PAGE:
AN INTERACTION BETWEEN MONETARY POLICY, COMMODITY PRICES AND INFLATION IN NIGERIA, 1980-2015
Ephraim Ugwu () and
Emma-Ebere Obiajulu ()
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Ephraim Ugwu: Department of Economics, Faculty of Social Sciences, Federal University, Oye-Ekiti, Ekiti State, Nigeria
Emma-Ebere Obiajulu: Department of Economics, Faculty of Social Sciences, Federal University, Oye-Ekiti, Ekiti State, Nigeria
Oradea Journal of Business and Economics, 2018, vol. 3, issue 1, 17-31
This study evaluates the interaction between monetary policy, commodity prices and inflation in Nigeria using an unrestricted Vector Auto Regression (VAR) model and Cointegration test approaches from1980 to 2015. The study utilizes data on monetary policy rate (MPR), commodity product export (CPE), rate of inflation (INF), industrial production (INDP) and oil price (OILP) for analysis. The descriptive statistics result for the variables under consideration indicates that all the variables have positive mean values with 36 observations. The Unit root test result indicates that all the variables are stationary and are integrated of order one at 5% level of significance. The cointegration test result indicates at most two cointegrating equations. The impulse response function results indicates that the response of the INF to one standard innovation is positive to its own shock in the short run, it fluctuates and became stable with positive trend along the horizon in the long run. The response of the INF to one standard innovation in the CPE indicates a lower response of negative shock in the initial period with fluctuation, then stabilizes in the long run. The response of the INF to one standard innovation in MPR shows a fluctuation in the short run, but steadily continues its positive trend along the horizon in the long run period. The response of INF to one standard innovation in OILP indicates a negative response in both short and long periods. The variance decomposition result shows that the shock of the INF to itself indicates that it accounts for the most of the variability over all periods, it ranges from 92% in the short run to 55% in the long run. The shock of INF to CPE shows a decreasing pattern from the first quarter, ranging from 0.1 % in the short run to 6.5 % in the tenth period. The shock of the INF to MPR indicates a decreasing pattern in the short run from 2.4%, it increases to 24.35% in the medium run and continues increasing to 32% in the long run. The study therefore recommends that the Federal Government’s attention should be focused on non-oil agricultural commodities for future and stable economic growth in Nigeria.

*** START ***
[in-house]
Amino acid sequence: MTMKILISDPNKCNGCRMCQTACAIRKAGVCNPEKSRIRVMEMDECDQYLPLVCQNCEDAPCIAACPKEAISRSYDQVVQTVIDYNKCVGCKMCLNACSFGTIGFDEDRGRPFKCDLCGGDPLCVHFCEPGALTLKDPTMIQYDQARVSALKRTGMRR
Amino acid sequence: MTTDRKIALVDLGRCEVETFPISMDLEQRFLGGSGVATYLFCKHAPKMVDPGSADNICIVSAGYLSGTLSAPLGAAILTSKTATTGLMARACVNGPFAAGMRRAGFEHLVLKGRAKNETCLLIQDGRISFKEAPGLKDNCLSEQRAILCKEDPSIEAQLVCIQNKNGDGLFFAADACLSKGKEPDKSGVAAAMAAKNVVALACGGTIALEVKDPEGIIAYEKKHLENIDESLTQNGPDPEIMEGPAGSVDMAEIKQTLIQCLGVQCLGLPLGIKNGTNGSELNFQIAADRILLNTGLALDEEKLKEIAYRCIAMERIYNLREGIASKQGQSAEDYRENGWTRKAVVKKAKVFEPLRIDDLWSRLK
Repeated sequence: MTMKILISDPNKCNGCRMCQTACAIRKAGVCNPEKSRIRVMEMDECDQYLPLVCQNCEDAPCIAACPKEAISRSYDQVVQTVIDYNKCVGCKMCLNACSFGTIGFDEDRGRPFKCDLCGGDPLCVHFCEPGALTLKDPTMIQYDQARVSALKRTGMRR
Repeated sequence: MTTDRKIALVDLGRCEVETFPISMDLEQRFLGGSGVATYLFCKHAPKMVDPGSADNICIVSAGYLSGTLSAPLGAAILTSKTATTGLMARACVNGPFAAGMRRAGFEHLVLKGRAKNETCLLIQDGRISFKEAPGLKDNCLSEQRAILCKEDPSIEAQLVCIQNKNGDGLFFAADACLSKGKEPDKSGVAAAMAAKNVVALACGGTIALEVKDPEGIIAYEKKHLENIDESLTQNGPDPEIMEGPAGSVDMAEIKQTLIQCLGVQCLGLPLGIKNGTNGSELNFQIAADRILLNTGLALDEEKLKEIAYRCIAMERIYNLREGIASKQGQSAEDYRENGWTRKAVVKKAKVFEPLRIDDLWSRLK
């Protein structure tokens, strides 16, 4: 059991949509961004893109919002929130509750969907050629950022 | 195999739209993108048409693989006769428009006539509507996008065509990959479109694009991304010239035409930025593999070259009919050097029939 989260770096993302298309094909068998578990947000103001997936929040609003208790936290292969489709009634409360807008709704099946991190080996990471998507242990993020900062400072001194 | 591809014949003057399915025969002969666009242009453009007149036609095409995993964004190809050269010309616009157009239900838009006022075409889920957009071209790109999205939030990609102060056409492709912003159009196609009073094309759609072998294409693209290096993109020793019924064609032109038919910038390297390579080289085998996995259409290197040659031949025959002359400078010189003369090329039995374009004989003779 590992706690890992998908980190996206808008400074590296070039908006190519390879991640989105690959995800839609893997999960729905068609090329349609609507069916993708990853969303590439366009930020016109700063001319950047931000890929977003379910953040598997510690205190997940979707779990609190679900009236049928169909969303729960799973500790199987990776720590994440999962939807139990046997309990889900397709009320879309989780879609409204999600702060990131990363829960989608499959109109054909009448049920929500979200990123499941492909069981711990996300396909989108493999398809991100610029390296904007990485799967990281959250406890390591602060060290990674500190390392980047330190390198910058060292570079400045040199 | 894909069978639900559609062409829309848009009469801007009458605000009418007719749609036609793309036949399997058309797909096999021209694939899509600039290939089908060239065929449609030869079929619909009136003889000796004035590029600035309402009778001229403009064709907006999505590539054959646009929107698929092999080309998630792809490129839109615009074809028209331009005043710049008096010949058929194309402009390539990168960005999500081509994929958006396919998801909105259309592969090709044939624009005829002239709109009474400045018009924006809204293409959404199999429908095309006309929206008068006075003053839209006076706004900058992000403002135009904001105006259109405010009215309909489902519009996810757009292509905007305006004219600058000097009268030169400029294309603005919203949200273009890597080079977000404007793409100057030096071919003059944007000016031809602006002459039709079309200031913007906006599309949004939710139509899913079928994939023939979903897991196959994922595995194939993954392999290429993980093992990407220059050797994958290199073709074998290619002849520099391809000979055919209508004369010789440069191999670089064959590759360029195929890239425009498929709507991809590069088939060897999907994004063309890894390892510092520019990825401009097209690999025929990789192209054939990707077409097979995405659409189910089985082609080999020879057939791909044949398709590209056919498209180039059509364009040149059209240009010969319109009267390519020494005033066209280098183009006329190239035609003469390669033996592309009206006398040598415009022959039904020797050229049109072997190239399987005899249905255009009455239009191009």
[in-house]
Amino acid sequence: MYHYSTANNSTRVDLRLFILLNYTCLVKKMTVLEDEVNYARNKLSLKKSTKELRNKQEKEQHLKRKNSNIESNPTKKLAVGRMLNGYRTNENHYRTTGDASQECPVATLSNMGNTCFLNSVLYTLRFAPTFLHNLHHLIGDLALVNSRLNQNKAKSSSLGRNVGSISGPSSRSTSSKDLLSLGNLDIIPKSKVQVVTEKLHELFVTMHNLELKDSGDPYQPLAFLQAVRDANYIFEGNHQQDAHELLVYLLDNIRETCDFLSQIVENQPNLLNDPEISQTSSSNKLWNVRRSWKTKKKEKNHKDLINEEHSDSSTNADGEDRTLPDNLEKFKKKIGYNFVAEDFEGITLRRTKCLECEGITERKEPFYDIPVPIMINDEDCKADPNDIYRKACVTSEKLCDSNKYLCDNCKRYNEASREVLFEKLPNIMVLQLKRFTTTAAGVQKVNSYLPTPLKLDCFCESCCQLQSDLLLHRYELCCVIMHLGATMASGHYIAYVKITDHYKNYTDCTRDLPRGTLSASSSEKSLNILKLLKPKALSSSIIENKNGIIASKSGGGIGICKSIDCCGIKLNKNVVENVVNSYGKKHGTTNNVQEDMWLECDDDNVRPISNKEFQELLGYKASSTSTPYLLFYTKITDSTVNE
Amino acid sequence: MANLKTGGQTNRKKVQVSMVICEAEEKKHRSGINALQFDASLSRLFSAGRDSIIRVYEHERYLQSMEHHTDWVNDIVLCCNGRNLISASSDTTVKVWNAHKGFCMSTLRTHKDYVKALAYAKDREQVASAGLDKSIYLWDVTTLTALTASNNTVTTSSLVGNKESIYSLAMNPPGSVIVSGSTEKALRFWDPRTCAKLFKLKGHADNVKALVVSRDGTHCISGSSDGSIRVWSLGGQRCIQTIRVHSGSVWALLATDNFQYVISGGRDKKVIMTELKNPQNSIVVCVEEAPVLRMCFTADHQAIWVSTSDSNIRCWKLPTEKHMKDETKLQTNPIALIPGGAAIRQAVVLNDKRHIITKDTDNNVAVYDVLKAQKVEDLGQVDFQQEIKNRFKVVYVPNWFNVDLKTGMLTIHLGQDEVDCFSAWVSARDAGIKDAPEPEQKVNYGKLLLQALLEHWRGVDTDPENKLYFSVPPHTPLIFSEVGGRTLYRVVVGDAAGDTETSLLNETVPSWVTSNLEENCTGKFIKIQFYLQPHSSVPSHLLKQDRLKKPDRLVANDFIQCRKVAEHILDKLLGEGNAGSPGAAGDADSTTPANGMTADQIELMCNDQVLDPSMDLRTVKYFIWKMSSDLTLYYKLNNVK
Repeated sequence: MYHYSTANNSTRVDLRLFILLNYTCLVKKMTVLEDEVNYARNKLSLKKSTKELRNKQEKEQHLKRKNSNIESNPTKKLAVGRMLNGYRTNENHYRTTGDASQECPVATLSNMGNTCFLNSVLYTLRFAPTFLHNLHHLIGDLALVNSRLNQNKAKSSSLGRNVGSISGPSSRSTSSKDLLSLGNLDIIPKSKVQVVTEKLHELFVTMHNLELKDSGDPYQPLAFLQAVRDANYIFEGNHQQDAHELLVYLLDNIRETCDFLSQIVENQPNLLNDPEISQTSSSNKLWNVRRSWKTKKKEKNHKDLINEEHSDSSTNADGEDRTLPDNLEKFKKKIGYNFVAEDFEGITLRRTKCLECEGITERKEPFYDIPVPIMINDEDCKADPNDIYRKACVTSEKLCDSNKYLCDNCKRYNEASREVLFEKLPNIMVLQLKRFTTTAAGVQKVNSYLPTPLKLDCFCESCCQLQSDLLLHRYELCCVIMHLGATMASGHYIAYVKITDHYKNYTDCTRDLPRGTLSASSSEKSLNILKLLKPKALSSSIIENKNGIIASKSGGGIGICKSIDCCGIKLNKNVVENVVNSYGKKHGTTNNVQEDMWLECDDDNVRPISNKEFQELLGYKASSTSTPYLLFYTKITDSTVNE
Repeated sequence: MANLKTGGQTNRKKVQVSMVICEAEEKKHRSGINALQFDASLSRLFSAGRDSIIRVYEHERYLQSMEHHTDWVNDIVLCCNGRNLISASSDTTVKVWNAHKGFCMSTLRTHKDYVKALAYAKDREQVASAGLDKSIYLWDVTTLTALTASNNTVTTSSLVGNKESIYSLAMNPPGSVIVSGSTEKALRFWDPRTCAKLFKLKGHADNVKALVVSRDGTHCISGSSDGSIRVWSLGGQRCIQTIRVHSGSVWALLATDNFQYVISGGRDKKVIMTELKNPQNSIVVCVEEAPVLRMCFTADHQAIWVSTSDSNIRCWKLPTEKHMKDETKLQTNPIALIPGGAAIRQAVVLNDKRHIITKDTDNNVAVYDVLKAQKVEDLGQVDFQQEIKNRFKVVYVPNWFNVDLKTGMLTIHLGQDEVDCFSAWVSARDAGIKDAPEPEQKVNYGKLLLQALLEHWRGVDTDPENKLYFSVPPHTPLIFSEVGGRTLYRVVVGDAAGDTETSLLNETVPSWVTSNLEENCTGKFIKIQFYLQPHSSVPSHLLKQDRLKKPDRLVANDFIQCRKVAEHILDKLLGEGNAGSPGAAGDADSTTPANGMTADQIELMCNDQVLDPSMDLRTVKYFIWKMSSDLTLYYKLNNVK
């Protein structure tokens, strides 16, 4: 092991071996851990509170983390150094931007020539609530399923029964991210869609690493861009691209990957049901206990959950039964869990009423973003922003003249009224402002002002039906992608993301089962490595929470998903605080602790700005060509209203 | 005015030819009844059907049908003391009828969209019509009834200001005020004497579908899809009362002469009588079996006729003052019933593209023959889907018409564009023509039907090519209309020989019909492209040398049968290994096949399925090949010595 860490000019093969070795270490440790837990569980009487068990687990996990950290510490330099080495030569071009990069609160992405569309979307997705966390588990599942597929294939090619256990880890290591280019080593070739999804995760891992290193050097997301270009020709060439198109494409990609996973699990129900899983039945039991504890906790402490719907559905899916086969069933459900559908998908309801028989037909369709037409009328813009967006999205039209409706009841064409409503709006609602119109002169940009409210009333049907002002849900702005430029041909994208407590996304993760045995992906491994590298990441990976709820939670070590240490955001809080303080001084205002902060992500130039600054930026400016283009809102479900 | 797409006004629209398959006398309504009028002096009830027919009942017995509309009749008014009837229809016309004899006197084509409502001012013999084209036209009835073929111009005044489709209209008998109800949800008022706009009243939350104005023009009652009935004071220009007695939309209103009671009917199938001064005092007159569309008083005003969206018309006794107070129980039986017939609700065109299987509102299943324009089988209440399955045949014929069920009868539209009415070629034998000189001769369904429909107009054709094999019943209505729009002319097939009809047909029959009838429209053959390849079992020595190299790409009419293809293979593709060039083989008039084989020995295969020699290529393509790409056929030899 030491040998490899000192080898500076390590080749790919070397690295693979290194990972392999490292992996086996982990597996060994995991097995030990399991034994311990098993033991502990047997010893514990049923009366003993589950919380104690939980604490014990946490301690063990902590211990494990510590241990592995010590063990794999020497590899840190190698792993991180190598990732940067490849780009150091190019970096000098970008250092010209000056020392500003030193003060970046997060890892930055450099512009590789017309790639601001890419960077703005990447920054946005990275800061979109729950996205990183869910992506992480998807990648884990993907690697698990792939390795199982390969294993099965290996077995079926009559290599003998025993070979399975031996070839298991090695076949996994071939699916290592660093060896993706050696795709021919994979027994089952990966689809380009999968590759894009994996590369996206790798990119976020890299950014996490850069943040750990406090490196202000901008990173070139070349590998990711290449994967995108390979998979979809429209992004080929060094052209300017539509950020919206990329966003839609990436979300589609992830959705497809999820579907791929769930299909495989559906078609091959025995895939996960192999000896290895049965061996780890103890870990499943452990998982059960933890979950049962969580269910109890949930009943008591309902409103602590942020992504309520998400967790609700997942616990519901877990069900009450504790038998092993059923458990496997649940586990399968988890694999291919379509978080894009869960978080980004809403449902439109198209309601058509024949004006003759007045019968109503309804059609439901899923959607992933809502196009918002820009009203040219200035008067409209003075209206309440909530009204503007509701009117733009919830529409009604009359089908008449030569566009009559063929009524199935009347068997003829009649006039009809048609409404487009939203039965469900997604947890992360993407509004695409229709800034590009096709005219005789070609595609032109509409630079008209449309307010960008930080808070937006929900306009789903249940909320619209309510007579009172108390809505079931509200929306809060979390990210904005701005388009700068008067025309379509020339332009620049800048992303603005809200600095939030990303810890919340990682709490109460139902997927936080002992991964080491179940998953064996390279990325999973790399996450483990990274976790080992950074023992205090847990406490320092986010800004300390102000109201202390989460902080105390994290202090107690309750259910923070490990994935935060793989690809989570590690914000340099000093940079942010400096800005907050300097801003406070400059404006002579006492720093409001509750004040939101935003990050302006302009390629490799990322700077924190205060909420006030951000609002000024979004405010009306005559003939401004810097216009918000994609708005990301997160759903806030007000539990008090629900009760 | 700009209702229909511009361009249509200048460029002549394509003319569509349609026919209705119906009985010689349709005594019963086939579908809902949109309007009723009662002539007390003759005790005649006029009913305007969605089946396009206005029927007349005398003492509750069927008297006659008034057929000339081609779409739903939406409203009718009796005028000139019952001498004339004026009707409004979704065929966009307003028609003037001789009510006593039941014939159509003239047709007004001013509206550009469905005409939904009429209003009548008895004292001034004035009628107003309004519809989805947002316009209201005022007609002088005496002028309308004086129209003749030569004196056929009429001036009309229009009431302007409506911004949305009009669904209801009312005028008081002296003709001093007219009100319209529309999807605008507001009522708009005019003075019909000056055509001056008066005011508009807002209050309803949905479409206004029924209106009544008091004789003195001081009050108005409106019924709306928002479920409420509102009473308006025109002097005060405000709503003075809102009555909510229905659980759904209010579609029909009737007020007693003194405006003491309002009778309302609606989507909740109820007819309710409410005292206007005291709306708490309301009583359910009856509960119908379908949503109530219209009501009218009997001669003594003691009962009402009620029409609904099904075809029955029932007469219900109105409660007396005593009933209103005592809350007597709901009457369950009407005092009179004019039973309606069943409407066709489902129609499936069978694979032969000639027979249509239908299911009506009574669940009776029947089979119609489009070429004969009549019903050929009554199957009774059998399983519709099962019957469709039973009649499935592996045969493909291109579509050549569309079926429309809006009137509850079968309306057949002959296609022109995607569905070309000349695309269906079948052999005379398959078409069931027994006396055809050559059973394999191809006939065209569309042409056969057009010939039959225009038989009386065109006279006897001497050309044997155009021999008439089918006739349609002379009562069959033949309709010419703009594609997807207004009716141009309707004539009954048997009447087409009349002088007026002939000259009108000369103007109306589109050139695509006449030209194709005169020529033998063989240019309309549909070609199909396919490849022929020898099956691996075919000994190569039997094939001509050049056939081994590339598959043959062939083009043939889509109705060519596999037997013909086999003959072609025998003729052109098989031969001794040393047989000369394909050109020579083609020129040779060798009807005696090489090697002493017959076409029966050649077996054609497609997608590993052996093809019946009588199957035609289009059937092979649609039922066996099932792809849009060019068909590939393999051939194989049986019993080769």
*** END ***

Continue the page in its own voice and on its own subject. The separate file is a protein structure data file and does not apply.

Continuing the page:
Keywords: Monetary policy; Commodity prices; Inflation; VAR; Cointegration; Nigeria (search for similar items in EconPapers)
JEL-codes: C40 E31 E44 E52 E58 N17 (search for similar items in EconPapers)
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